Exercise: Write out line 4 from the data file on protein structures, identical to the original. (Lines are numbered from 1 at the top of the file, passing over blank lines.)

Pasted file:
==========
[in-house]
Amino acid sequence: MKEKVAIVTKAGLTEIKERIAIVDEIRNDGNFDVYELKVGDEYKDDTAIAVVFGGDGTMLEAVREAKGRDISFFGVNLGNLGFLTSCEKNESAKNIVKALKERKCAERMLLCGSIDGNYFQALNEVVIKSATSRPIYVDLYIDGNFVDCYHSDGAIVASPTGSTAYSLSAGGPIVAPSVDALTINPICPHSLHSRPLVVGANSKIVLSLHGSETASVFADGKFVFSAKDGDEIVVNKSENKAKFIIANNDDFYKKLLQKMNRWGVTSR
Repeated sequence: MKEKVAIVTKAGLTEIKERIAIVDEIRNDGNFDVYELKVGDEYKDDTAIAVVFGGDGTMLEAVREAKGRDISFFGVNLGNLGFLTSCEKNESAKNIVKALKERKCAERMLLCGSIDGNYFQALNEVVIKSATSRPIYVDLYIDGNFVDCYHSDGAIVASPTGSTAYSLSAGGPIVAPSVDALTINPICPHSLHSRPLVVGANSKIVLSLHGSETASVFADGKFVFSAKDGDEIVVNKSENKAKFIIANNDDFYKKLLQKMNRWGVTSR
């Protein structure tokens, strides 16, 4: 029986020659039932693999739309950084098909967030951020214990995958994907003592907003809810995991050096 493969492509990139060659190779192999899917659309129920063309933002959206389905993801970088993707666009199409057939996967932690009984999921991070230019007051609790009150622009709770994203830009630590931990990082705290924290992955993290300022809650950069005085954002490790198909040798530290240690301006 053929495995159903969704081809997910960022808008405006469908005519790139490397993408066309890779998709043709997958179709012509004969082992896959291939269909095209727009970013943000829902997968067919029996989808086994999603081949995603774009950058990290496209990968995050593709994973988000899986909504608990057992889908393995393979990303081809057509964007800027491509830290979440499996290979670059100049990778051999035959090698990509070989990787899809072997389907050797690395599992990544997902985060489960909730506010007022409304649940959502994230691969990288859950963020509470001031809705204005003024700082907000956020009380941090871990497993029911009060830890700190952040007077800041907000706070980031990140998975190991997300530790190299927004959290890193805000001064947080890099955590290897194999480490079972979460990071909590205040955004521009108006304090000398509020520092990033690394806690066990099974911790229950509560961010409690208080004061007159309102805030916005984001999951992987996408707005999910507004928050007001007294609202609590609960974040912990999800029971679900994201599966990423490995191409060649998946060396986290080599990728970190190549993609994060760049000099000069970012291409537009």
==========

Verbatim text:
């Protein structure tokens, strides 16, 4: 029986020659039932693999739309950084098909967030951020214990995958994907003592907003809810995991050096 493969492509990139060659190779192999899917659309129920063309933002959206389905993801970088993707666009199409057939996967932690009984999921991070230019007051609790009150622009709770994203830009630590931990990082705290924290992955993290300022809650950069005085954002490790198909040798530290240690301006 053929495995159903969704081809997910960022808008405006469908005519790139490397993408066309890779998709043709997958179709012509004969082992896959291939269909095209727009970013943000829902997968067919029996989808086994999603081949995603774009950058990290496209990968995050593709994973988000899986909504608990057992889908393995393979990303081809057509964007800027491509830290979440499996290979670059100049990778051999035959090698990509070989990787899809072997389907050797690395599992990544997902985060489960909730506010007022409304649940959502994230691969990288859950963020509470001031809705204005003024700082907000956020009380941090871990497993029911009060830890700190952040007077800041907000706070980031990140998975190991997300530790190299927004959290890193805000001064947080890099955590290897194999480490079972979460990071909590205040955004521009108006304090000398509020520092990033690394806690066990099974911790229950509560961010409690208080004061007159309102805030916005984001999951992987996408707005999910507004928050007001007294609202609590609960974040912990999800029971679900994201599966990423490995191409060649998946060396986290080599990728970190190549993609994060760049000099000069970012291409537009």